Koffman used Dave Sender, ETS Regional Sales Manager for Wisconsin, as a resource to help choose the best SoilWarrior for his operation. He also relied on Dave to help him adjust to the learning curves that come with transitioning an operation to strip-till.

“As far as the machine goes, the stainless-steel meter body keeps fertilizer from rotting that out; that component is very important. I like the fact that both bins and the toolbar are located on the same cart. It makes it very maneuverable. Some of the fields I’ve got at home are tight corners and side slopes. It is great to have everything on one axle. It is quite convenient for me. It’s very well built, quite serviceable, the row units are greaseable which should increase the longevity of the whole machine; it’s built heavy,” said Koffman. “The support staff behind it seems to be pretty good. You make a call, and somebody knows what’s going on.”

Koffman decided to purchase a SoilWarrior dual bin HD Cart 4530 SXD with the addition of a Gandy Orbit Air Seeder. Adding the Gandy box to his machine has given him the ability to seed cover crops for customers either in or between the zones.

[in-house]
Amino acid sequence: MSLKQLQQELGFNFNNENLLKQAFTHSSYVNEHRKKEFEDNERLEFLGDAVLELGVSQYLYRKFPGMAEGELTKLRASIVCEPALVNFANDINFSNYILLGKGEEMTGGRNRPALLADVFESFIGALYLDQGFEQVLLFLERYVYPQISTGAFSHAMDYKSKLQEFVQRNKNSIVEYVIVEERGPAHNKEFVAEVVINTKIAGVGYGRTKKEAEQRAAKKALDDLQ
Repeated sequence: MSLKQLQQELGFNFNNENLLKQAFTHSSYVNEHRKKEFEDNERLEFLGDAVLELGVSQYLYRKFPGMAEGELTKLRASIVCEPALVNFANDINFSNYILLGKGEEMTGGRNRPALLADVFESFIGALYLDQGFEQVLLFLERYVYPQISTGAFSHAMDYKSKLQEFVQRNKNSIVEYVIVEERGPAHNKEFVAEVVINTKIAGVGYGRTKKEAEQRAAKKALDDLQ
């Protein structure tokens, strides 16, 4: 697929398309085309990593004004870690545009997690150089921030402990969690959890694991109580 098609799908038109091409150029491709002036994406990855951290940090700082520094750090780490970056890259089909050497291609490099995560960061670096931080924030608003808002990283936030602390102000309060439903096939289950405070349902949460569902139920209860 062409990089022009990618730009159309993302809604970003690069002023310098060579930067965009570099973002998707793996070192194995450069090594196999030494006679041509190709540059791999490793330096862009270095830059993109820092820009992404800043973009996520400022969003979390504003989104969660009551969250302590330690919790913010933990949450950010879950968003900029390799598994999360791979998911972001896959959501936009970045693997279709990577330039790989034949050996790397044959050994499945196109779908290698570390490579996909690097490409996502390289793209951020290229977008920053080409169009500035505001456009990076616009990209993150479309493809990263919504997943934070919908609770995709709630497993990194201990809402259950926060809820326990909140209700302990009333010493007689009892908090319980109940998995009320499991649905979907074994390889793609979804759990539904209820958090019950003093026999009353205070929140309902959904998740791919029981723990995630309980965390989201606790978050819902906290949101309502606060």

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Koffman has a few types of technologies on his machine that he thinks benefit his business more than others. They give him leverage to work in different conditions and guidance fields.

First of all, Koffman emphasizes that RTK is a must. “If you have a 12-row strip-till machine and a guy is planting 16, or if you have a 16-row and a guy is planting 24, it’ll help for the zones and the planter to line up. I have Ag Leader SMS software, which allows me to convert, then follow growers guidance lines, whether they are green, red, blue or Trimble. It would be of great value if you can have the strip-till tractor and the planting tractor running on the same lines to be as perfect as possible.”

When it comes to running a successful custom strip-tillage business, Koffman focuses on pricing, technology, marketing his business and building strong relationships with his customers.

“I came up pricing I have based on my target customers. I based my price off the fuel, time and horsepower requirements for replacing a disc ripper. Comparing it to conventional tillage, certain parts were washes, but it gives them the ability to place fertilizer. They will benefit from that better nutrient placement as well as the soil health benefit,” Koffman said. “I set my rate depending on if I am running to just till a zone, to incorporate fertilizer in the zone, or to also add a cover crop. Those rates increase based on what is involved. I don’t charge anything for variable rates because it doesn’t take me more than ten minutes.”

As for co-op prescriptions, they may charge for them. Koffman said because he isn’t writing them, he would not charge for them. The price can vary from co-op to co-op.